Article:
THU 20 - 9 - 2018
Jul 3, 2018
The Daily Star
Senator Graham in Syria: 'Terrible' if American troops leave
Agence France Presse
QAMISHLI, Syria / ISTANBUL: Two U.S. senators visited the northern Syrian town of Manbij Monday, where talks between Washington and Ankara narrowly avoided a stand-off between the NATO allies earlier this year.
Lindsey Graham from South Carolina and Jeanne Shaheen from New Hampshire toured the town with members of the Manbij Military Council.
“The aim of the visit was to see the security situation in Manbij,” its spokesman Sherfan Darwish said.
The MMC is linked to the Syrian Democratic Forces, an alliance of Kurdish and Arab fighters that ousted Daesh (ISIS) from Manbij in 2016 with help from a U.S.-led coalition.
American and French coalition troops are still stationed in Manbij, but there were fears earlier this year they could be caught up in a clash with Turkey.
Ankara has been infuriated by U.S. support for the People’s Protection Units (YPG), which dominate the SDF, and has threatened to target Manbij because of the presence of Kurdish fighters there, alongside U.S. troops.
But the U.S. and Turkey agreed on a “road map” last month that avoided a confrontation, and Turkish troops began patrolling areas to the town’s north under the deal.
It was not clear whether the independent patrols were separate from the joint actions agreed upon between Ankara and Washington earlier this month, but a spokesman for the Pentagon told Reuters the moves were being coordinated.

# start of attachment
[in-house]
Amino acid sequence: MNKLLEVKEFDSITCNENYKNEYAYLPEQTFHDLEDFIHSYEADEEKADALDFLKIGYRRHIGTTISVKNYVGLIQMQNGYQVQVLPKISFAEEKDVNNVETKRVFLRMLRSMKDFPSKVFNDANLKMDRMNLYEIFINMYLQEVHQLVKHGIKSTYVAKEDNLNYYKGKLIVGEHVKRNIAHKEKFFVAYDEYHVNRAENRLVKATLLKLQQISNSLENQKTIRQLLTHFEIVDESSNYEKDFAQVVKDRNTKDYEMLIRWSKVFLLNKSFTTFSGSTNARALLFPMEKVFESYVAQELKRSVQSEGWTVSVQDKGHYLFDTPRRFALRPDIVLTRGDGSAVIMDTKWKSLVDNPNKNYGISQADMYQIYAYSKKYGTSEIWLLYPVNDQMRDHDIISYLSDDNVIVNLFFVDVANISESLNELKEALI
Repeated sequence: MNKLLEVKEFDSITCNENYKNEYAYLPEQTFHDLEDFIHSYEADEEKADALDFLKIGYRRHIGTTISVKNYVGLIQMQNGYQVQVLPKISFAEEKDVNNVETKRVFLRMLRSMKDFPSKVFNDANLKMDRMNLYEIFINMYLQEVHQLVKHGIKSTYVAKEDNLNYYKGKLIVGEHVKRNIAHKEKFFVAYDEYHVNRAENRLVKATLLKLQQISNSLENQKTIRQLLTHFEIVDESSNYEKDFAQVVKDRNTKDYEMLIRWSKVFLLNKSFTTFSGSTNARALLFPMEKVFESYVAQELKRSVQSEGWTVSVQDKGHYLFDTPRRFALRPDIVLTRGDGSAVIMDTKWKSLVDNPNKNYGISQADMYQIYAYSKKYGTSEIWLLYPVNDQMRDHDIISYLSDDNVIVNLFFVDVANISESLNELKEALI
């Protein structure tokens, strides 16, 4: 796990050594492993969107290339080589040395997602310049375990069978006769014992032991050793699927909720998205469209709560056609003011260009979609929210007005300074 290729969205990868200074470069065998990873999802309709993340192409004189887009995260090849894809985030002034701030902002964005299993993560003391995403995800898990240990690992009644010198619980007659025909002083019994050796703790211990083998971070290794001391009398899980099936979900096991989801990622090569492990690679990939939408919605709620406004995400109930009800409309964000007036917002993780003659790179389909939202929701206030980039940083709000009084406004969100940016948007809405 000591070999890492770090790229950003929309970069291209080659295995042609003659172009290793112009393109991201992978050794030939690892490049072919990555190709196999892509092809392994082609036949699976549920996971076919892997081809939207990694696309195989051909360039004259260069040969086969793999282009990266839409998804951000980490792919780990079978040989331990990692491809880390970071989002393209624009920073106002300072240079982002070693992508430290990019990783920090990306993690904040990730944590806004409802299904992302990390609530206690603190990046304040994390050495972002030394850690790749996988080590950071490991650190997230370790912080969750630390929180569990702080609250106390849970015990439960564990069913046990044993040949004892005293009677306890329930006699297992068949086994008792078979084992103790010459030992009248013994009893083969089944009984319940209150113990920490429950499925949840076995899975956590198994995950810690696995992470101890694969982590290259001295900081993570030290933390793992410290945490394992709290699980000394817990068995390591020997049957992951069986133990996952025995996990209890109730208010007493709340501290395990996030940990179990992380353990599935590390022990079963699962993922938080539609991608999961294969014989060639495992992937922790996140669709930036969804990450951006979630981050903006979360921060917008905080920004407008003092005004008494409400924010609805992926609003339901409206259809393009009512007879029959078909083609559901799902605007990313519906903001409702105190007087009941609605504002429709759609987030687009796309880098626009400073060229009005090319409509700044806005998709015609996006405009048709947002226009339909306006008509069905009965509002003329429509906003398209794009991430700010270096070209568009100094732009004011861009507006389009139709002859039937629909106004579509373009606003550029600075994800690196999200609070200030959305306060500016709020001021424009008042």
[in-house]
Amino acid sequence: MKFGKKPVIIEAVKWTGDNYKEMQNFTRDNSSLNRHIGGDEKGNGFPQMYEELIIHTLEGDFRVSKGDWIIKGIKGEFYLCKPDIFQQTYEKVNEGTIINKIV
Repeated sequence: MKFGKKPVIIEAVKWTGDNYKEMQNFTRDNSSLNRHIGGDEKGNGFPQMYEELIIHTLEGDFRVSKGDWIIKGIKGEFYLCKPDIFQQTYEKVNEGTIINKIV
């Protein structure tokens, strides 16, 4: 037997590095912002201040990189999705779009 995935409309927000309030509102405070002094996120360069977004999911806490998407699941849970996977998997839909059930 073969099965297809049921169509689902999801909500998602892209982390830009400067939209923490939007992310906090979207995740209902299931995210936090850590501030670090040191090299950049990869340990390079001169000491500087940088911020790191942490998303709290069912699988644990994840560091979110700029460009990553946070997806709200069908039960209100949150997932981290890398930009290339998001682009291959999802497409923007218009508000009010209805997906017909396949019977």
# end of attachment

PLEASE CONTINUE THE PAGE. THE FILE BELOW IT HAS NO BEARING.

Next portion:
A day after the Manbij road map was endorsed, the YPG said its military advisers would leave Syria’s Manbij and that its fighters had already withdrawn from the area in November 2016.
In footage published by a local SDF-linked outlet Monday, Graham could be seen telling MMC commanders the U.S. would not withdraw from the area.
“I will tell President [Donald] Trump it’s important that we stay here to help you. You’re friends of the United States and if we leave, it will be terrible,” Graham said.
Trump has said he intends to pull U.S. troops out of Syria but his defense establishment has stressed it wants to retain a presence to fully defeat Daesh.
Turkey considers the YPG a terrorist organization and an extension of the Kurdistan Workers Party (PKK), which has waged an insurgency since the ’80s. More than 40,000 have died in clashes.
Turkey has launched two cross-border military campaigns along with Syrian rebels in the past two years. The first, dubbed “Euphrates Shield,” was aimed at driving away Daesh and YPG forces from the border, and the second, called “Olive Branch,” aimed to fully clear the YPG from the town of Afrin.
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